|Modelling space||screen space||object space||screen space|
|Algorithm||integer/floating point||floating point||integer|
|Applications areas||image processing||computer graphics||computer graphics and|
|CG painting systems||image processing|
|Additional memory||very large stack||small/large stack||no/small stack|
|Hard/software design||unsuitable hardware||suitable hard/software||suitable hard/software|
|Device dependency||requires GetPixelValue||device independent||device independent|
|Theoretical background||simple||simple||relatively complex|
|Robustness||to be more robust||most algorithms fail||robust|
|Efficiency||relatively slow||most are fast||relatively fast|
Type loci at the Matlab prompt. You will be asked to give a filename, for instance test3.tif. Please write the full name with extension. After pressing the Enter-key, loci will display the figure and also its inside according to FUA. The elapsed computational time is printed in the Matlab terminal window. It counts all commands that come right after having stored the image in the variable img (see Algorithm 1), and right after having displayed its interior on the screen.
Now the user gets the following message:
Try CoTRA? Yes = 1; No = any key
By choosing 1, CoTRA is called to create the Lego curve as in the proof of Theorem 6.1. A new figure will be displayed, but now its inside matches Definition 5.3. Once again, the elapsed computational time is printed in the Matlab terminal window. It counts all commands the same way as done in the previous case.
Now we illustrate some outputs.
At the Introduction, we mentioned that the marking phase of scan conversion requires careful attention to both geometric and numerical details. Figure 9 left was obtained by drawing a polygonal test4.fig in Xfig. Like many other drawing softwares in computer graphics, the continuous mathematical structure is then discretized as a digital picture.
A detail of Figure 9 is zoomed in Figure 6, which shows a self-intersection that occurs when we move from the ideal simple (i.e. non-self-intersecting) continuous polygon to the digital picture: the digital picture test4.jpg is obtained by exporting test4.fig to the JPG-format. As commented in Figure 6, CoTRA finds a self-intersection at . So test4.jpg is filled in accordance with Definition 5.3.
Figure 10 shows that parts with empty or non-connected interiors are correctly detected.
In this paper, the difficulties in discretisation are acknowledged and tackled by casting the problem to be solved as a discrete integer problem from the very outset. Integer spaces are more amenable to analysis and proof. There the commonly employed geometric operations are translated into discrete versions, which allow a better control of robustness.
This approach enables the development of an integer-only algorithm, of which the main characteristics are: simple structure, no special cases to forecast, no extra memory allocation, and proved robustness. Namely, it can handle arbitrarily complex inputs. The source codes loci.m and lego.m were implemented without either recursive calls or repeat/while-loops. Only for-loops were allowed in the programmes. These characteristics can be forwarded to hardware implementation.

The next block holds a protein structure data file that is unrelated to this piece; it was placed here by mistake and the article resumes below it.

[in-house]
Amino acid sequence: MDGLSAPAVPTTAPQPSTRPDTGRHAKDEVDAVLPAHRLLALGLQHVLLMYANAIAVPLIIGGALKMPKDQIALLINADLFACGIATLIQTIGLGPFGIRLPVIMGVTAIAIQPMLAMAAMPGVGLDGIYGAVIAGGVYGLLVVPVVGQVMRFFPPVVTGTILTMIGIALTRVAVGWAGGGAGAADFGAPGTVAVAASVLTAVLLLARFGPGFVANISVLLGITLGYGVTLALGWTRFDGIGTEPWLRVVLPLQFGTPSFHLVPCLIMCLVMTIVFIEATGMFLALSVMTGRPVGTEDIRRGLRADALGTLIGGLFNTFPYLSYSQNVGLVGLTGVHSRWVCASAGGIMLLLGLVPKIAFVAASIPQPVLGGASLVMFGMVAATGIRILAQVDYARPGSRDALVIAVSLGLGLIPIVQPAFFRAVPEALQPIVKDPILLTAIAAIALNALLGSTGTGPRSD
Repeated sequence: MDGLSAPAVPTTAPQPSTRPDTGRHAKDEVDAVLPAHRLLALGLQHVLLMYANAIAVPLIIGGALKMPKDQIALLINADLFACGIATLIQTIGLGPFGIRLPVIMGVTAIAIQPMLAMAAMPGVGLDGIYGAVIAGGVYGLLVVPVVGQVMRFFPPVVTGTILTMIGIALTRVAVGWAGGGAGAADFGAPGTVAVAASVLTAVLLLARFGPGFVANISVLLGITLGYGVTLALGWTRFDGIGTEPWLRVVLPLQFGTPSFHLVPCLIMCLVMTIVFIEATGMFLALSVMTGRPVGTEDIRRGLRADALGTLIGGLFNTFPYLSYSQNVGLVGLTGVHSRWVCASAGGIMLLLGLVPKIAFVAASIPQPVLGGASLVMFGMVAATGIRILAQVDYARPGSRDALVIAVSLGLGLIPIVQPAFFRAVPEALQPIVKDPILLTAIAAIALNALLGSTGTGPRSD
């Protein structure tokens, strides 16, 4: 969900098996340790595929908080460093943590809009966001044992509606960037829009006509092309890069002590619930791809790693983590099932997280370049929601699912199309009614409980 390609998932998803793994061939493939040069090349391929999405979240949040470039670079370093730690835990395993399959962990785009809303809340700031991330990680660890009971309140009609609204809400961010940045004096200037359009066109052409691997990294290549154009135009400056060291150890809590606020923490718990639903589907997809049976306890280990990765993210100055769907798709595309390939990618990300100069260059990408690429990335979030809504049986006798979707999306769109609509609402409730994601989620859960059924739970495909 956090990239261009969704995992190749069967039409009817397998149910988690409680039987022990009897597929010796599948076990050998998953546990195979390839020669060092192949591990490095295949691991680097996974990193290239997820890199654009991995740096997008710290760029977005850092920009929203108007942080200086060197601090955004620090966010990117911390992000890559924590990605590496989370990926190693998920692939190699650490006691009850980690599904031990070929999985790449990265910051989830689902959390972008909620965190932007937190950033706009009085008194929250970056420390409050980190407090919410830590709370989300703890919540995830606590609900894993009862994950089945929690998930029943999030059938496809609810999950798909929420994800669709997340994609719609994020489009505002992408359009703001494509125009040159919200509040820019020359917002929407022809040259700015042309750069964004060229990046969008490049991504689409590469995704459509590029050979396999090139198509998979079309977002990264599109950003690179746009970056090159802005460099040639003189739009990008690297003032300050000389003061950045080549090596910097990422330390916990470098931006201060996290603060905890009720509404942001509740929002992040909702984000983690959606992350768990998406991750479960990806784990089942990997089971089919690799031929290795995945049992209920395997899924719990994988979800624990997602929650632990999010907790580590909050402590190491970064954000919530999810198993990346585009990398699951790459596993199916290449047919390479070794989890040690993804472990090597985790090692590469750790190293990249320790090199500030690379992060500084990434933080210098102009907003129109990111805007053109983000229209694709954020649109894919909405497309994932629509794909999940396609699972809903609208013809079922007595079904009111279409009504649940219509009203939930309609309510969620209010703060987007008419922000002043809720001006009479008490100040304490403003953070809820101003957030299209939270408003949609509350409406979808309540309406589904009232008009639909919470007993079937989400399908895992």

In fact, the main purpose of our work was to make faultless and fast algorithms that could also be implemented in hardware.
Regarding the efficiency of our present implementations, FUA alone has linear complexity with respect to . Our observations regarding CoTRA on numerous test scenes suggest quasi-linearity, but before any formalisation we need to check for improvements. Indeed, although CoTRA is relatively fast, we could improve its speed by exploring coherence tests in several ways.
Moreover, FUA and CoTRA require input data that can either be scanned or constructed by a mathematical model. Therefore, these algorithms can be interactively used for applications in both Image Processing and Computer Graphics.
See Table 2 for a summary of seed-fill, scan-conversion and our approach.
Appendix A Some Theory After This Work
Any seed-fill algorithm easily finds the exterior of a picture directly from Definition 5.2. Hence we get the interior as . But the computational cost is huge because seed-fill approaches are recursive.
However, the Lego curve is much more than just a way to get correct digital answers. It can help prove theorems in the continuous Euclidean plane. For instance, consider this strong version of Jordan’s theorem, called Schöenflies Theorem:
Let be the unitary circumference in centred at the origin. Let be a homeomorphism between and . Hence, there exists a homeomorphism such that .
An immediate consequence of Theorem A.2 is that the interior of , namely the bounded component of , is simply connected. It is a powerful result that, however, does not seem to admit a proof accessible to graduate students. But here we outline some ideas of which details could be carried out in future works.
As depicted in Figure 7, we could get a continuous Lego curve out of any grid in which the original is covered by black pixels. Ideally, resolution becomes infinite when the pixel dimension goes to zero, where is a positive integer. For each , we get the continuous Lego curve that corresponds to . It is not difficult to describe such that , because is tracked only horizontally and vertically. This same reason allows us to construct a homeomorphism , with . Finally, a limit process will then result in the general proof.